"We see opportunity in not being tied to a brick-and-mortar gallery space," say the founders of Black Box Projects, who will present their artists in pop-up exhibitions instead.
Kathlene Fox-Davies and Anna Kirrage first met when they worked together at a Mayfair gallery. Eight years later, they’ve set up their own outfit – Black Box Projects. “We always attended art events together, so we retained a continual dialogue about the art market and our respective interests,” Kirrage tells BJP. “We have always worked in small businesses where there wasn’t necessarily room for growth, so the obvious step was to start out on our own.”
Fox-Davies is a photography specialist with over a decade of experience in galleries such as Michael Hoppen, Hasted Hunt and ATLAS, while Kirrage’s experience is in managing art organisations’ PR and strategy. Drawing on their complementary skills, they’ve decided to break the traditional gallery mould and will run Black Box Projects as a series of pop-up installations, rather than opening a permanent space.
“Starting something new meant that we could approach the old gallery model in a new way,” says Fox-Davies. “We hope that within our pop-up model we’ll be offering exciting and engaging exhibitions for our artists, in varying types of exhibition spaces.”
“Arranging exhibitions on a pop-up basis allows us to create a distinctive and engaging experience for our artists and collectors alike,” she adds. “We encourage interaction and communication between our artists and collectors and want to create a sense of community around the Black Box Projects programme.
“We also see opportunity in not being tied to a brick-and-mortar gallery space as it will give us the flexibility to go to our clients when needed, host exhibitions and events around the UK and internationally, and hopefully bring our artists and Black Box Projects to a much wider audience.”
Black Box Projects is launching in March with a show in Soho, central London featuring works by Steve MacLeod and Liz Nielsen. In May Black Box Projects will exhibit Macleod’s latest series, Hala, at Photo London, and in October it will present a solo show by Nielsen.
“Liz and Steve have very different motivations and ways of approaching their artistic practices,” say the founders. “We aim to to work with artists who push the limits of traditional photographic practice and we see Steve and Liz as artists who continually challenge these conventions to great success.”
Self-styled as a ‘camera-less photographer’, Nielsen works in the analogue colour darkroom to create images using various light sources – from an enlarger to her cell phone. “I was always drawn to light when I was working with a camera,” she says. “I would ask myself: what makes a good photograph? what draws me to an image and keeps me interested in it? I realised that my own answer to these questions invariably came back to light.”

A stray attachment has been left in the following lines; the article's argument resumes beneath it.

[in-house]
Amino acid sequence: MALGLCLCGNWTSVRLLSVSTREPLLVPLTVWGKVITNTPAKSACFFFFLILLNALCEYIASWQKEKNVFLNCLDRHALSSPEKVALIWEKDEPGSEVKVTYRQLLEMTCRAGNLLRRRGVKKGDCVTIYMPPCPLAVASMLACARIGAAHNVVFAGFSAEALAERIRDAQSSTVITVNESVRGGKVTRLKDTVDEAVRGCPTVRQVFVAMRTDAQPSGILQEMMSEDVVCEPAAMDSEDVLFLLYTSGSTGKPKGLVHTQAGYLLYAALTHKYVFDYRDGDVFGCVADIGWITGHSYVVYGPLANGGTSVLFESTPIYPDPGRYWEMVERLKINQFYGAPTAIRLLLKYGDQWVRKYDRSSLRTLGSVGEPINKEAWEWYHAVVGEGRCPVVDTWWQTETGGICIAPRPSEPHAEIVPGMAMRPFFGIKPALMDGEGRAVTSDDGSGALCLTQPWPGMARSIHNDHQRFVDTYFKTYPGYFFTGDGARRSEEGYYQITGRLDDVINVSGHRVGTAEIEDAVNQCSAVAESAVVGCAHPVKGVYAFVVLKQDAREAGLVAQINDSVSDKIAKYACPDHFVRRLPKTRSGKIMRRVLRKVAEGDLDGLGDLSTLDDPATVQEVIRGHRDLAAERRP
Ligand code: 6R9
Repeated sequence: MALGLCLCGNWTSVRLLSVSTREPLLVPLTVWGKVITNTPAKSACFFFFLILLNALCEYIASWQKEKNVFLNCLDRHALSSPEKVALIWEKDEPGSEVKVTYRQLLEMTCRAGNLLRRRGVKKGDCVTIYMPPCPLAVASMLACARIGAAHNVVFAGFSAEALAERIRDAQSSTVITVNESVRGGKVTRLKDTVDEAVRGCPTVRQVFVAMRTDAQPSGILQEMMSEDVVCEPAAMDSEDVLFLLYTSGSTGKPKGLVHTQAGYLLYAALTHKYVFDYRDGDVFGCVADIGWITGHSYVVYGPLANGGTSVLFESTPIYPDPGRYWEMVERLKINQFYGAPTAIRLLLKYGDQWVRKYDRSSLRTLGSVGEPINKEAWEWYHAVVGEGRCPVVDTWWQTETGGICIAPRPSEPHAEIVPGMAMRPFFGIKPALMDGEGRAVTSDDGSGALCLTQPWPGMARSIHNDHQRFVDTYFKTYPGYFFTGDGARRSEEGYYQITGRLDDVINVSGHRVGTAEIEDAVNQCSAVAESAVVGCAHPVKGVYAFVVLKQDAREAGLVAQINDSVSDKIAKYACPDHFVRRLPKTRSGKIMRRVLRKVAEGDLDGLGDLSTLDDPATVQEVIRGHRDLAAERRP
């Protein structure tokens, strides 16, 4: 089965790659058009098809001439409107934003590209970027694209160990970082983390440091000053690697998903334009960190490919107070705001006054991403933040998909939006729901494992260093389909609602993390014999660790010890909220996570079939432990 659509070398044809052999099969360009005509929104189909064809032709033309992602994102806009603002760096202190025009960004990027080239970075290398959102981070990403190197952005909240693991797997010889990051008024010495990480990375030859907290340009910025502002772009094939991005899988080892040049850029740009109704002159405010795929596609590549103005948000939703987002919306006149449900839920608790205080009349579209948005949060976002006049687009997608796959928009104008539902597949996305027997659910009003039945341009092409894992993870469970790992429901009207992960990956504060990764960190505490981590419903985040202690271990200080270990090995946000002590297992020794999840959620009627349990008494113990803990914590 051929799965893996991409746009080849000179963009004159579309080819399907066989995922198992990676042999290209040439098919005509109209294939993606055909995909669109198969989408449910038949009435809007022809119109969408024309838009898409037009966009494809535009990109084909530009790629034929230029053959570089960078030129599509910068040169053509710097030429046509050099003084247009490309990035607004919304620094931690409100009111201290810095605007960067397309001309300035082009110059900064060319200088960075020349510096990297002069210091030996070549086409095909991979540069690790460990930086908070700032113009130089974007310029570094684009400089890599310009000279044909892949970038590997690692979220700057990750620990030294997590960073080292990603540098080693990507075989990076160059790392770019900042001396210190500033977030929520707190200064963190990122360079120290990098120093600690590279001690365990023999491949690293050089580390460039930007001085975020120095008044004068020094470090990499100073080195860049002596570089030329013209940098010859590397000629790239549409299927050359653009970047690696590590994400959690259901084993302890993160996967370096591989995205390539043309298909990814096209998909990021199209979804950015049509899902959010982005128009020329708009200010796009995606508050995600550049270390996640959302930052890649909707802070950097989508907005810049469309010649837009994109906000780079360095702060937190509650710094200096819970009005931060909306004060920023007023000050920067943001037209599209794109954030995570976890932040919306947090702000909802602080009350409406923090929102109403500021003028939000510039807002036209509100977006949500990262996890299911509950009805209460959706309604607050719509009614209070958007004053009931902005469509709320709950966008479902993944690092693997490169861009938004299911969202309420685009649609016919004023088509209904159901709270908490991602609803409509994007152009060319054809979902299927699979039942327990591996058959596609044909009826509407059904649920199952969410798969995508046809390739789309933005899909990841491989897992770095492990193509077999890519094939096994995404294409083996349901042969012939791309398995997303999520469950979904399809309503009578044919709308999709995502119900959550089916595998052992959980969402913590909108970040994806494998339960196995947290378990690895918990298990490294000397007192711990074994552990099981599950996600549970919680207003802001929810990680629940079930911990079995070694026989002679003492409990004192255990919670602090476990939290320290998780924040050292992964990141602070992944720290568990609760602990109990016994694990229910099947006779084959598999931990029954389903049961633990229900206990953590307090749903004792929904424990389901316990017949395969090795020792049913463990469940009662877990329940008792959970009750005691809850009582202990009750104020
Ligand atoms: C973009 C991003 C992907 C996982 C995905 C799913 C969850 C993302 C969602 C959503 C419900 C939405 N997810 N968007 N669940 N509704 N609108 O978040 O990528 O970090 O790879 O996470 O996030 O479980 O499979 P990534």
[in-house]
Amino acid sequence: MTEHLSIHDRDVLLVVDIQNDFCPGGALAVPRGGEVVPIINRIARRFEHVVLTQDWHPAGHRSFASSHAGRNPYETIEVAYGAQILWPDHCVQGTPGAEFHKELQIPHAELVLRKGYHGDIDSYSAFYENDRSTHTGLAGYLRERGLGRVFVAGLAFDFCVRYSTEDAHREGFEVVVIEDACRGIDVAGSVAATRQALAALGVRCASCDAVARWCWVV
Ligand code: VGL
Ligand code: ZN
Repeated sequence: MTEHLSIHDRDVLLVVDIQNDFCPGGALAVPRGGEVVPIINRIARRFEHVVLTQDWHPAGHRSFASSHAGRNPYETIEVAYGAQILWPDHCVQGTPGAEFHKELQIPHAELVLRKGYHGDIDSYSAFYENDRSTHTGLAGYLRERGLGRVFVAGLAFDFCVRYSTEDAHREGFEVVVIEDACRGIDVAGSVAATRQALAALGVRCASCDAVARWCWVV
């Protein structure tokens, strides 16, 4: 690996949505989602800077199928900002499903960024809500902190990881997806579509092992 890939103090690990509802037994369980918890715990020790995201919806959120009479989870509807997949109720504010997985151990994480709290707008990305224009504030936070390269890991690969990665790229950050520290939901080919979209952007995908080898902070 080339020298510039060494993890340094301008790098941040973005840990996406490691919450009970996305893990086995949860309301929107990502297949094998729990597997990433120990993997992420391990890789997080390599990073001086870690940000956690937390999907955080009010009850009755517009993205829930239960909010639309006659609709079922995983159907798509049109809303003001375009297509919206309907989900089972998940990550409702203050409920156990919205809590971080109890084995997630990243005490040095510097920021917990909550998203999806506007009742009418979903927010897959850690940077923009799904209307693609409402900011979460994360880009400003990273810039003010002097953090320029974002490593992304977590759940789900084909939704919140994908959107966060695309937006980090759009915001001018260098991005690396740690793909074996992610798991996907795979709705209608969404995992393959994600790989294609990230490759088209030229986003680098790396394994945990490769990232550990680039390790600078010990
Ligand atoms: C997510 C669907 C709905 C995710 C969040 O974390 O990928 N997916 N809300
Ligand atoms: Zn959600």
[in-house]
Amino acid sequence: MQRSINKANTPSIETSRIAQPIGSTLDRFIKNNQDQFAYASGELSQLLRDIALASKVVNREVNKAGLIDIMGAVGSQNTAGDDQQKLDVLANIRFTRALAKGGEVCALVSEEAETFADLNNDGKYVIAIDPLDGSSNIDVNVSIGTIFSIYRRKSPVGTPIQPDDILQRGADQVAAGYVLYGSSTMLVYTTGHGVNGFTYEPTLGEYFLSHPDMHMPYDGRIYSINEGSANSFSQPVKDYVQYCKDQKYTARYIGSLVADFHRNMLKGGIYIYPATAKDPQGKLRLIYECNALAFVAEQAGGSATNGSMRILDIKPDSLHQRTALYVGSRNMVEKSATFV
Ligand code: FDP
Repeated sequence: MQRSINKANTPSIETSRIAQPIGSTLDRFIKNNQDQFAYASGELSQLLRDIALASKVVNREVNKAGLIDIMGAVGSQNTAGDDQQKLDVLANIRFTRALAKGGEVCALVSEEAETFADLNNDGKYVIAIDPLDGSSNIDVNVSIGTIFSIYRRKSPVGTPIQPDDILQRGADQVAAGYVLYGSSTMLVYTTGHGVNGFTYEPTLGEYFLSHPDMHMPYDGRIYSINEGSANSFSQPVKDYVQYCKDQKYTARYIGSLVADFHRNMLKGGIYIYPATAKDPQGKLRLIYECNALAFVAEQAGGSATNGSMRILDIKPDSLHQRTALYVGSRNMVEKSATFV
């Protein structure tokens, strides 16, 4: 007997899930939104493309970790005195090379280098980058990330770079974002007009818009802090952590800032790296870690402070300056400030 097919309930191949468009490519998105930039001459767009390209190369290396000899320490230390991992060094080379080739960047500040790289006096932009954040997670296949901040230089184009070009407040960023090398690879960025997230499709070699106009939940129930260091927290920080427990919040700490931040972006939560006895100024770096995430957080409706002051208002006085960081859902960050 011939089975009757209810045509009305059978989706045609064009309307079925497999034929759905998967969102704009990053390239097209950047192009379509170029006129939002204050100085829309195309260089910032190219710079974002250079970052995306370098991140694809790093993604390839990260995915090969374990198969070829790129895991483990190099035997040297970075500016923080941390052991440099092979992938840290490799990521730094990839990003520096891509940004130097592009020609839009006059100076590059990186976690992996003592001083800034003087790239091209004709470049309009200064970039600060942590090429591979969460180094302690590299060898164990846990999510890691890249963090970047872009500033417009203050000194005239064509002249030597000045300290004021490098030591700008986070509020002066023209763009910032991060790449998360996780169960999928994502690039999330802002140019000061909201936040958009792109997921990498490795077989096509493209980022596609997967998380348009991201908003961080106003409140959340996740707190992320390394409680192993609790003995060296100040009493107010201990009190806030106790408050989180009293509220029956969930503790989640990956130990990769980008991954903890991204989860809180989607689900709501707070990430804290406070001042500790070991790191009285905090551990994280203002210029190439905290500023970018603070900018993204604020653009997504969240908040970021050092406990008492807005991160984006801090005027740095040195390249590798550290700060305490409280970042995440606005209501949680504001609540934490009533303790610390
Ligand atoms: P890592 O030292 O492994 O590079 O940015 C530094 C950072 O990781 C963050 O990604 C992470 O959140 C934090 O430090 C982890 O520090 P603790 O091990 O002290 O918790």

Nielsen changes her process every time, making each photograph unique, but she draws inspiration from the everyday. “For me, the sidewalk is full of art,” she says, “paintings without borders or paintings waiting to be found and re-contextualised.” Photographing the found shapes, Nielsen makes drawings in her sketchbook and from there, begins to build her negatives. “My negatives are a bit like flat sculptures,” she observes. “They are large and sit on top of the paper in the darkroom. They have moveable parts and I can pour light into these parts.”
Formerly an engineer in the nuclear industry and on offshore oil platforms, Steve MacLeod eventually quit and went to art college in Aberdeen. “My early work was documentary-based and soon gravitated towards industrial advertising,” he says. “Over time I wanted to bring painterly qualities into my practice, which had become very clinical, so I abandoned the lucrative commercial work in favour of my own Pictorialist sensibility,” he explains.
“Painting is very much at the heart of my inspiration and work. My desire is to convey a feeling or emotion, something that I respond to over time. I have a clinical bipolar condition, which I openly talk about and I use my practice to support how I feel and to open up the conversation about mental health,” says MacLeod, who is also a contributor to the Hospital Rooms Project (hospital-rooms.com) and is a Master Printer and Director at Metro Imaging in London.
“The themes that run through my work are quite eclectic,” he says. “My project Li+is about my relationship with the stabilising drug Lithium and how it affects my behaviour; NIL is about abandoned rural communities in the Highlands of Scotland after World War One and Aeld is about suicide and an imagined afterlife based on Saxon myth structures.”
MacLeod works with a large format camera which helps him tap into a slower sense of time, and allows him to reflect on the location. “I am not interested in the topographical nor didactic documenting of landscape. I want to convey a feeling of being there, present in the environment,” he says.
MacLeod also uses pre-1950s uncoated lenses which are prone to aberration. “I enjoy this element of chance, risk and failure as the act of taking photographs is actually quite boring,” he explains.
He first met Fox-Davies when she worked as an art buyer and curator, and says he jumped at the opportunity when she and Kirrage approached him with the Black Box Projects proposal. “Their vision and forward-thinking approach is refreshing,” he says. “They challenge me as an artist in a way that I haven’t experienced before with a gallery.”